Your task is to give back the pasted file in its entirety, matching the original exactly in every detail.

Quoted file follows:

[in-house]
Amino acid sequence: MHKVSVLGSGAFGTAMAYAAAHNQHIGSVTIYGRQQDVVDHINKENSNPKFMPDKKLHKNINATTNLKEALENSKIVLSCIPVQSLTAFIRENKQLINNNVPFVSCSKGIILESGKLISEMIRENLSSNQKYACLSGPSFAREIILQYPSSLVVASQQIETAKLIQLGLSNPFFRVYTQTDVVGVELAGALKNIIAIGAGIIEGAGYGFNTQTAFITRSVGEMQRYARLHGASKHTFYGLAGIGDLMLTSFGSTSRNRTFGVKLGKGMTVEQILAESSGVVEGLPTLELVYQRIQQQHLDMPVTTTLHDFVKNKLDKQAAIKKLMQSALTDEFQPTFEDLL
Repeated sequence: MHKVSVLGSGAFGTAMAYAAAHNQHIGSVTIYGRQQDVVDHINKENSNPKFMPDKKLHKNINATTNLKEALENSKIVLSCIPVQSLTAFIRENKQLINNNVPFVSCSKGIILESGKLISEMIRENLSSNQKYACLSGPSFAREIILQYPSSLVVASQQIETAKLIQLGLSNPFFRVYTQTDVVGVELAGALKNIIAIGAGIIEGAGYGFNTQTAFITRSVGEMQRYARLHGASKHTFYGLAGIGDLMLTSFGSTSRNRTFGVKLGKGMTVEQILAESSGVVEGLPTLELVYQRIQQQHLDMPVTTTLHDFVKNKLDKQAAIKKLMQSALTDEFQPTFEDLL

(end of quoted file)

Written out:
[in-house]
Amino acid sequence: MHKVSVLGSGAFGTAMAYAAAHNQHIGSVTIYGRQQDVVDHINKENSNPKFMPDKKLHKNINATTNLKEALENSKIVLSCIPVQSLTAFIRENKQLINNNVPFVSCSKGIILESGKLISEMIRENLSSNQKYACLSGPSFAREIILQYPSSLVVASQQIETAKLIQLGLSNPFFRVYTQTDVVGVELAGALKNIIAIGAGIIEGAGYGFNTQTAFITRSVGEMQRYARLHGASKHTFYGLAGIGDLMLTSFGSTSRNRTFGVKLGKGMTVEQILAESSGVVEGLPTLELVYQRIQQQHLDMPVTTTLHDFVKNKLDKQAAIKKLMQSALTDEFQPTFEDLL
Repeated sequence: MHKVSVLGSGAFGTAMAYAAAHNQHIGSVTIYGRQQDVVDHINKENSNPKFMPDKKLHKNINATTNLKEALENSKIVLSCIPVQSLTAFIRENKQLINNNVPFVSCSKGIILESGKLISEMIRENLSSNQKYACLSGPSFAREIILQYPSSLVVASQQIETAKLIQLGLSNPFFRVYTQTDVVGVELAGALKNIIAIGAGIIEGAGYGFNTQTAFITRSVGEMQRYARLHGASKHTFYGLAGIGDLMLTSFGSTSRNRTFGVKLGKGMTVEQILAESSGVVEGLPTLELVYQRIQQQHLDMPVTTTLHDFVKNKLDKQAAIKKLMQSALTDEFQPTFEDLL